The Deafness of Ludwig Van Beethoven: an Immunopathy


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Abstract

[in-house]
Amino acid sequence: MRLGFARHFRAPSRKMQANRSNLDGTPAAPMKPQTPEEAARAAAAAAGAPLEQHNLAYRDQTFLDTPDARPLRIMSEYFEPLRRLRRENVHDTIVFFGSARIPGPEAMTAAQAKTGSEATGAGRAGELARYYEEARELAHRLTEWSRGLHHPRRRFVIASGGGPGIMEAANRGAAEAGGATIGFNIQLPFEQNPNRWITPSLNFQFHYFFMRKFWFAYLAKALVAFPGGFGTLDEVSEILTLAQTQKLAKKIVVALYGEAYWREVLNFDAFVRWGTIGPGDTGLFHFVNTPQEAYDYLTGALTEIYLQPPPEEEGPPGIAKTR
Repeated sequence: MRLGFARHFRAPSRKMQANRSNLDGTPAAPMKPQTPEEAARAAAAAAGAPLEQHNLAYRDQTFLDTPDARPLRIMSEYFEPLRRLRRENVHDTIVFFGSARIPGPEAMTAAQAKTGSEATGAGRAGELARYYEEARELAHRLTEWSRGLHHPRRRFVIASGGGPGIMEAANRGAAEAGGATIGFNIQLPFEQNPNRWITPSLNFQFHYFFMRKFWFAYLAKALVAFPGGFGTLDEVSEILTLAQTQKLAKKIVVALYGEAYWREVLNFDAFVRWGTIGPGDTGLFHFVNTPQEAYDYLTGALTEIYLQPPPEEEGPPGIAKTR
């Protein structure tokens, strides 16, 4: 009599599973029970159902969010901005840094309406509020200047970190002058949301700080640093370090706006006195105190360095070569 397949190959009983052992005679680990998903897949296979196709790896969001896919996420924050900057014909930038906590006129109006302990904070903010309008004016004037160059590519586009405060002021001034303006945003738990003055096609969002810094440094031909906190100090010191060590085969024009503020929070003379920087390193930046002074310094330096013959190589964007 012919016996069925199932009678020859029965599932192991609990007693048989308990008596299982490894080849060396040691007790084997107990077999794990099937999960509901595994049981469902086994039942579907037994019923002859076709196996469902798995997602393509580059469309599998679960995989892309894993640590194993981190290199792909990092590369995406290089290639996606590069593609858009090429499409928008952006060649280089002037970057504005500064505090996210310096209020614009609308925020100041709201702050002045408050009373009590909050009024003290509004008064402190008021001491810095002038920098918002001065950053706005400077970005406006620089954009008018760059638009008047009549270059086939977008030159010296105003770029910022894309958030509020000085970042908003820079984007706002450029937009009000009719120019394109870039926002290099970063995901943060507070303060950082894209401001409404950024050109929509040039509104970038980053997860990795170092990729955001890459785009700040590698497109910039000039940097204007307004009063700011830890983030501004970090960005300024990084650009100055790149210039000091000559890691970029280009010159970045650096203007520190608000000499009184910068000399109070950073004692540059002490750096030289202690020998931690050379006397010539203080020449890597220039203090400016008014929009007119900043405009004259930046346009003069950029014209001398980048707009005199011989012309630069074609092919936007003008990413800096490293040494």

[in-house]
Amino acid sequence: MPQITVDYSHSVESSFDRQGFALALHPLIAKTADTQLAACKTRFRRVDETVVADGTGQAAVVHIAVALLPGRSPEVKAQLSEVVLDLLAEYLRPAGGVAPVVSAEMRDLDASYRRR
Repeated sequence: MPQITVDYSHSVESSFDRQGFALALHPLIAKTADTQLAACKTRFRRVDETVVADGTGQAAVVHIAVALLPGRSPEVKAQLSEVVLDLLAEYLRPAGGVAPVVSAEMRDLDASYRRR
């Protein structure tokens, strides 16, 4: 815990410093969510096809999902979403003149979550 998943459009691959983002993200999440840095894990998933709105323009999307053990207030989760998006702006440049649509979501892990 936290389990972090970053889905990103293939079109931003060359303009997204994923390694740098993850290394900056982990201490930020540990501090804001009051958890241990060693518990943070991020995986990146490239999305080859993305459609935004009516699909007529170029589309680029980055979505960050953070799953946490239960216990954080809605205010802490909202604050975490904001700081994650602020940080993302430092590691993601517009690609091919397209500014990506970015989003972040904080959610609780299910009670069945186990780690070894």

Objective:To analyze and discuss the deafness of Ludwig van Beethoven (1770-1827) and to offer a logical theory for its etiology.Method:The study will carefully review the composer's symptoms as described in his letters to friends and acquaintances and also will review a large body of source material, particularly publications by his contemporaries, some of which were generously loaned by Beethoven-haus, Bonn, Germany, where necessary translations were made directly from the original German. We will also study publications on Inflammatory Bowel Disease (IBD) and its associated extraintestinal manifestations and personal discussions with experienced gastroenterologists.Results:Beethoven's abdominal symptoms that began in his teens are highly suggestive of IBD, which we believe to be a correct diagnosis. IBD is an umbrella term that includes a number of named entities such as ulcerative colitis and Crohn's Disease. IBD is now considered to be a problem of immune regulation with extra intestinal manifestations that include sensorineural hearing loss and primary sclerosing cholangitis (PSC). PSC eventually causes cirrhosis and failure of the liver. A diagnosis of IBD therefore provides a single entity that explains most of the composer's symptoms and was finally the cause of his death. Our conclusion is that Beethoven's sensorineural hearing loss was an immunopathy associated with IBD.

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